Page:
The four persons who were arrested in relation to the death of the University of Ghana law lecturer, Professor Emmanuel Yaw Benneh, were Wednesday put before the Kaneshie District Court.
The court subsequently remanded them into police custody to reappear on Wednesday, September 30, 2020.
This is to enable the police conduct further investigations into the suspected murder.
The four, Christian Pobee, 32, cleaner; Isaac Botchwey, 41, houseboy; James Nana Womba, 26, cleaner; and Adams Mensah Mansur, 52, gardener; have been provisionally charged with murder.
They all pleaded not guilty when they appeared before the court presided over by Mrs Eleanor Kakra Barnes Botchway.
The four, who are all domestic workers of the late Professor were picked up by the police after the body was found in his home at about 8 am on Saturday, September 12, in a pool of blood.
The late Professor’s hands had been tied behind his back and marks of multiple acts of assault and resultant cuts were on his body.
In court on Wednesday, Graphic Online's Justice Agbenorsi reported that the prosecutor, Inspector Ebenezer Teye-Okuffo, asked the court to remand the four as investigations were still ongoing in the case.
However, the defence lawyer, Robert Esuman, in arguing for bail for two of the accused persons, Isaac Botchway and Adams Mensah Mansur, said the facts of the case failed to establish the elements of murder against the two.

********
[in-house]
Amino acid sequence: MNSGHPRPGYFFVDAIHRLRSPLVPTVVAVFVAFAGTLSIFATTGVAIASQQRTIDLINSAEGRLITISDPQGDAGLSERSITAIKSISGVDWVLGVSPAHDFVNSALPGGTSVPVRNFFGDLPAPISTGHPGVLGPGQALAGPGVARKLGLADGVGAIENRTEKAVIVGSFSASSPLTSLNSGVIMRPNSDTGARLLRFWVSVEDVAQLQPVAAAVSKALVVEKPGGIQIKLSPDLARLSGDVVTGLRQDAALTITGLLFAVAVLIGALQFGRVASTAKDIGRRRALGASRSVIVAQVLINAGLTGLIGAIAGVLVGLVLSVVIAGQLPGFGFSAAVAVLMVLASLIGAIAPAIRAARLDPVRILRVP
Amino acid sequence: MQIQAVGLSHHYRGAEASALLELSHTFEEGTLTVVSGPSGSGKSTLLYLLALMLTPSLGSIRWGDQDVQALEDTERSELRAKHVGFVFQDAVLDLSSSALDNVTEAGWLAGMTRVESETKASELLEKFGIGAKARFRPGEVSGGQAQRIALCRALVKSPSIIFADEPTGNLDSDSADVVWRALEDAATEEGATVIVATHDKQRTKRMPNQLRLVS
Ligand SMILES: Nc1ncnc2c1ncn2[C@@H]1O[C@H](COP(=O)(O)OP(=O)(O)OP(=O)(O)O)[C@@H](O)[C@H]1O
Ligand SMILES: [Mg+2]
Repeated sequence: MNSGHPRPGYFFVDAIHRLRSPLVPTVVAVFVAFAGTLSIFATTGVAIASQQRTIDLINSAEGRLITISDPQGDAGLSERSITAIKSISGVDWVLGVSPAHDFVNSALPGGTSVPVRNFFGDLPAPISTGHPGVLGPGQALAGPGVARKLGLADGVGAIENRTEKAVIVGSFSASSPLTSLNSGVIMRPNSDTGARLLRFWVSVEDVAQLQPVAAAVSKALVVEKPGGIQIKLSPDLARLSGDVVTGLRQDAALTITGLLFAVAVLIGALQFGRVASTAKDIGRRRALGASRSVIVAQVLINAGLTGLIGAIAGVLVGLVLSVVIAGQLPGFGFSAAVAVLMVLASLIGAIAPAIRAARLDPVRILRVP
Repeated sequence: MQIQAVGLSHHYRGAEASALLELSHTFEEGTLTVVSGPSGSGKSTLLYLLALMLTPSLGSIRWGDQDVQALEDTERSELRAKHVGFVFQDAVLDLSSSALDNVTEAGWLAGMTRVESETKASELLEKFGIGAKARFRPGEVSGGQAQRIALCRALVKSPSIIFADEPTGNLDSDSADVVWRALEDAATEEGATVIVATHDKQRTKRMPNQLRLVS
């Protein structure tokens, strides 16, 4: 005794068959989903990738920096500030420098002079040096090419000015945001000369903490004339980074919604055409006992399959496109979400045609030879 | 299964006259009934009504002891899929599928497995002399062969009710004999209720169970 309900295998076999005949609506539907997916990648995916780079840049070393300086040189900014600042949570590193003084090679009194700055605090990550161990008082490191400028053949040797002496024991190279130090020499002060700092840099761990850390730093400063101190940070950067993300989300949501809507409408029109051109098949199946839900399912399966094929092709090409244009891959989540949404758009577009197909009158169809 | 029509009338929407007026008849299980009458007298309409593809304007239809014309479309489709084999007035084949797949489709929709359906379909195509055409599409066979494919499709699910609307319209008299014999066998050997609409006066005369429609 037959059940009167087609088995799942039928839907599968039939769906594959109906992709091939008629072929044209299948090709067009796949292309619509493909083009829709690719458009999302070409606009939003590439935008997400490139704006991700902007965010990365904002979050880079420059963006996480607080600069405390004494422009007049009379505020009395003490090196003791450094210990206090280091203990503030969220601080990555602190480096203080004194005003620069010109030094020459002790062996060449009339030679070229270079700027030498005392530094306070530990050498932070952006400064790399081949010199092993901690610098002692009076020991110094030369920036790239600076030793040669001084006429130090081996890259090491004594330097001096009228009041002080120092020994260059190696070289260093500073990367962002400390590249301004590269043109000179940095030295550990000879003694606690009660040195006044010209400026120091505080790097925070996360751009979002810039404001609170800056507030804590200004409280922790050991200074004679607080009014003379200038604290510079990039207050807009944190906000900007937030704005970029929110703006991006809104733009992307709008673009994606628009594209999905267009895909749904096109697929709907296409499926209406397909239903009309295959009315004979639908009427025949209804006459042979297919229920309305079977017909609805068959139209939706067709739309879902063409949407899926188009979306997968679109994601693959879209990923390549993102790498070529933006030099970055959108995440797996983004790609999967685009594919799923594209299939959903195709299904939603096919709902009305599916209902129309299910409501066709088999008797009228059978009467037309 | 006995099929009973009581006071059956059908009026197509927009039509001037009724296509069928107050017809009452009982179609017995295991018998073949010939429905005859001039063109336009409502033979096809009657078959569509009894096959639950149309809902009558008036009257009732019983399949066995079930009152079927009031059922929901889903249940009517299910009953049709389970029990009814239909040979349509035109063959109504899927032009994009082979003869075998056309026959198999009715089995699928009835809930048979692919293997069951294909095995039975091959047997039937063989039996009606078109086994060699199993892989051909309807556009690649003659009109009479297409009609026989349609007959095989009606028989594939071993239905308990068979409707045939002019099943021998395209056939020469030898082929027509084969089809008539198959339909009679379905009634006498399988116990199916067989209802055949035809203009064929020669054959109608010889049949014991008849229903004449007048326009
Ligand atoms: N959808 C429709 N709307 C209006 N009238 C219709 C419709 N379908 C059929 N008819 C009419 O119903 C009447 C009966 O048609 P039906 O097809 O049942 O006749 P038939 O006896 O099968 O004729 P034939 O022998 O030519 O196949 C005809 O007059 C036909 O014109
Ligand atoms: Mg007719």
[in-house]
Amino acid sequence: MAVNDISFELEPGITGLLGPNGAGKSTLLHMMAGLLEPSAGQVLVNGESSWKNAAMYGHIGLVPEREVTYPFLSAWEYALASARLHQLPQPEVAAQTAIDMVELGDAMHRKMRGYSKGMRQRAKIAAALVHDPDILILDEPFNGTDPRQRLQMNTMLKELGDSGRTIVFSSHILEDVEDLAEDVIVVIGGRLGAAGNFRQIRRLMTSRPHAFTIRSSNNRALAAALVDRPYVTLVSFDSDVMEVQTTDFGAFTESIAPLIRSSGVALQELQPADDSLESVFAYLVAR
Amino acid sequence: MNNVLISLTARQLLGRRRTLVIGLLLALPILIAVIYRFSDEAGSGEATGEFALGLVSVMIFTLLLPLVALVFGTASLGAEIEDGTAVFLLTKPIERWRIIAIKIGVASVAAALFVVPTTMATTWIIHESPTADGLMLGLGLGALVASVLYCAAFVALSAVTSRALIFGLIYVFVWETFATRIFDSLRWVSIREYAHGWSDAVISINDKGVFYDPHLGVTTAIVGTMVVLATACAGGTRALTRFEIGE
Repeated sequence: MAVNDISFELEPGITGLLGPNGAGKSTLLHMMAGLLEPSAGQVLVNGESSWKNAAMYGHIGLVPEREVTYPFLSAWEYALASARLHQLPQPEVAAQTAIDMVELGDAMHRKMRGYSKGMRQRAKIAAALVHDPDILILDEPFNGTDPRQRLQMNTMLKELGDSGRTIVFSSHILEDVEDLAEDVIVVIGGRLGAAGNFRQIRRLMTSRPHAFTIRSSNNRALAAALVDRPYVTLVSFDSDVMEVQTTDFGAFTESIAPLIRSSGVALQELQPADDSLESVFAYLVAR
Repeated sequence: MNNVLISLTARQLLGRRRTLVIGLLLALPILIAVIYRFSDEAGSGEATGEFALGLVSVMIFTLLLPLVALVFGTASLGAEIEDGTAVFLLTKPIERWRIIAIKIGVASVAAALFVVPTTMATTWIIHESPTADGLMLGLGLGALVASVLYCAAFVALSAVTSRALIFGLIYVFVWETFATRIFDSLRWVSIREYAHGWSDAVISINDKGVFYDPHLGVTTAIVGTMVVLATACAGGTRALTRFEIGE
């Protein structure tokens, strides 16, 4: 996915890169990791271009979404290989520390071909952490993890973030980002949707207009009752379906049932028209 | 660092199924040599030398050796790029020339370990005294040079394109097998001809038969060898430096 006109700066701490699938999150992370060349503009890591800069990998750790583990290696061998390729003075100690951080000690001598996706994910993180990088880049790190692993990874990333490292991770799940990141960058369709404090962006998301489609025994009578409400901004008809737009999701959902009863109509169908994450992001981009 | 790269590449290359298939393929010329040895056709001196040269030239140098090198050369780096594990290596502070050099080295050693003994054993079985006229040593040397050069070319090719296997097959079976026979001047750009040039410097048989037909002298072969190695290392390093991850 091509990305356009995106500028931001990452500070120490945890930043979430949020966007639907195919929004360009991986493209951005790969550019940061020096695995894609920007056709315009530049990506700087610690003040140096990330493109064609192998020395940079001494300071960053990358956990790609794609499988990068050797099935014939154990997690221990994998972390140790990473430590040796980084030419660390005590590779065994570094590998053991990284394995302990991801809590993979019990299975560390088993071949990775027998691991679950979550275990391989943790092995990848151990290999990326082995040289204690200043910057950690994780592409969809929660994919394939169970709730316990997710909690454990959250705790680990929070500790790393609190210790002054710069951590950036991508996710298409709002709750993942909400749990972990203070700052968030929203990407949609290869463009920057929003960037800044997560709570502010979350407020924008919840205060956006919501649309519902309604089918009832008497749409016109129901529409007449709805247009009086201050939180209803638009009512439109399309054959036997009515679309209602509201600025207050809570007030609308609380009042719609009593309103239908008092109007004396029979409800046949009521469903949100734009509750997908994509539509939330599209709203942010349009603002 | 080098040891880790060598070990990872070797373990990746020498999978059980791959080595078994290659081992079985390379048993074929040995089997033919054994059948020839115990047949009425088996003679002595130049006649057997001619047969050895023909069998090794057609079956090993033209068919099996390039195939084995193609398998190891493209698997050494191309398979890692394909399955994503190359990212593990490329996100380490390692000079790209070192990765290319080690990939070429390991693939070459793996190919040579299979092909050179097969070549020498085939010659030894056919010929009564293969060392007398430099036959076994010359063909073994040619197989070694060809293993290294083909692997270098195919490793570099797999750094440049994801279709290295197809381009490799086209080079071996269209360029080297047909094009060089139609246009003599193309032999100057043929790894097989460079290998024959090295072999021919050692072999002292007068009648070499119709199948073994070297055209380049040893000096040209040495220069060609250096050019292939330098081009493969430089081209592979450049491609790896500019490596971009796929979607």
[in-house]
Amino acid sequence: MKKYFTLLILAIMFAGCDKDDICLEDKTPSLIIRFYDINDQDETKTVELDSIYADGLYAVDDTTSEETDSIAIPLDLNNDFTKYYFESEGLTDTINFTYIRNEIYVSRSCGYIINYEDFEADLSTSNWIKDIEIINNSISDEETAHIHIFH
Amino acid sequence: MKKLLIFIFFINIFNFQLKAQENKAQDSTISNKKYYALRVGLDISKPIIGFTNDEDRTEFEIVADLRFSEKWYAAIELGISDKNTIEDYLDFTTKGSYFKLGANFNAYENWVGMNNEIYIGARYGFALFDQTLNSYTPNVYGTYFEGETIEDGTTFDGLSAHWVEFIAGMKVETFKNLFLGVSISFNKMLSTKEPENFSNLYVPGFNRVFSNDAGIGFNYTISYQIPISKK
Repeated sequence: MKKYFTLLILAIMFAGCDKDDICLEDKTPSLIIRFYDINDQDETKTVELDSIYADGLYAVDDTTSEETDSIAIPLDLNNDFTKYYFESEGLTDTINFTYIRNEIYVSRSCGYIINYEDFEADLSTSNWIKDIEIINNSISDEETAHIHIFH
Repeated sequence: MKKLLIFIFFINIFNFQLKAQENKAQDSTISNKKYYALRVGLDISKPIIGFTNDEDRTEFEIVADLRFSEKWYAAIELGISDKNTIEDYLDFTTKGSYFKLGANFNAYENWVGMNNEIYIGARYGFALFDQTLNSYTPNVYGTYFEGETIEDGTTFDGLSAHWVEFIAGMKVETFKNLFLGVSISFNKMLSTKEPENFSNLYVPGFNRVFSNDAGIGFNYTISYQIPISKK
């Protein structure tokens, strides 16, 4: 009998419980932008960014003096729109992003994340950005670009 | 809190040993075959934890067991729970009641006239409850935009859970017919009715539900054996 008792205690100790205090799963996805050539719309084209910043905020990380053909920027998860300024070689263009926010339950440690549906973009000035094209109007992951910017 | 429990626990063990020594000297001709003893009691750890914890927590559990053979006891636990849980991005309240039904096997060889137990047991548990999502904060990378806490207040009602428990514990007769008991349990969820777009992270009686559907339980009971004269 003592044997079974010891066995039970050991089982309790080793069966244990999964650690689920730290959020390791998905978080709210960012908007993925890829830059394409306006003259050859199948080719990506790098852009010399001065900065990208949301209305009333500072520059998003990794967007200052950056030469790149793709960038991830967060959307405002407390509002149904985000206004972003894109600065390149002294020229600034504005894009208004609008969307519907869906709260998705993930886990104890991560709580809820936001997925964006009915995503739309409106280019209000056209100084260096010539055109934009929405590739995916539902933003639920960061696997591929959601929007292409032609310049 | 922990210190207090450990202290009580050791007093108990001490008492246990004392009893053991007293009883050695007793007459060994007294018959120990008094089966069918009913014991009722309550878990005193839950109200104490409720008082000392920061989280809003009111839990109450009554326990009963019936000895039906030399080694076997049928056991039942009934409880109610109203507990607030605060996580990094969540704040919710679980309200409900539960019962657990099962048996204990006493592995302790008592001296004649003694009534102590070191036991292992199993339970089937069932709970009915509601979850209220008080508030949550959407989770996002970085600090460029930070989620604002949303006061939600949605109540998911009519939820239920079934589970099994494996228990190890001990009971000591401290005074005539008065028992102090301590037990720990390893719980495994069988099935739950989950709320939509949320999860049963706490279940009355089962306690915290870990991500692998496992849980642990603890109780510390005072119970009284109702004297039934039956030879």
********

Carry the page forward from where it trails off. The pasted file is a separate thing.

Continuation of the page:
He said the demise of the law lecturer had been and continued to be a blow to not only his family but also the legal fraternity and the entire country.
“The voice of justice is loud crying for the culprits to be dealt with in accordance with law but in an attempt to achieve this end, there is the need for thorough investigation in order not to violate the rights of innocent souls such as my clients," he argued.
He added that by law, his clients were presumed innocent until proven guilty.
He further told the court that his clients had permanent places of abode adding that they will avail themselves for police investigation.
He said one of his clients had served the late professor for 26 years and had cooked for the deceased on several occasions and the relationship between them were like family.
Responding however, the prosecution opposed the bail saying that the police had retained the mobile phones of the accused persons and that "we are yet to take a court order to go into their phones."
He again said the telecommunications network operators that the accused persons had subscribed to were also yet to be contacted.
He said it was premature for the accused persons to be granted bail stating that remanding the accused persons would hamper police investigations.
The court, in remanding the accused persons said there was a need for the court to avert its mind to severity and nature of the offence, adding that the court had no jurisdiction to grant bail to the accused persons.
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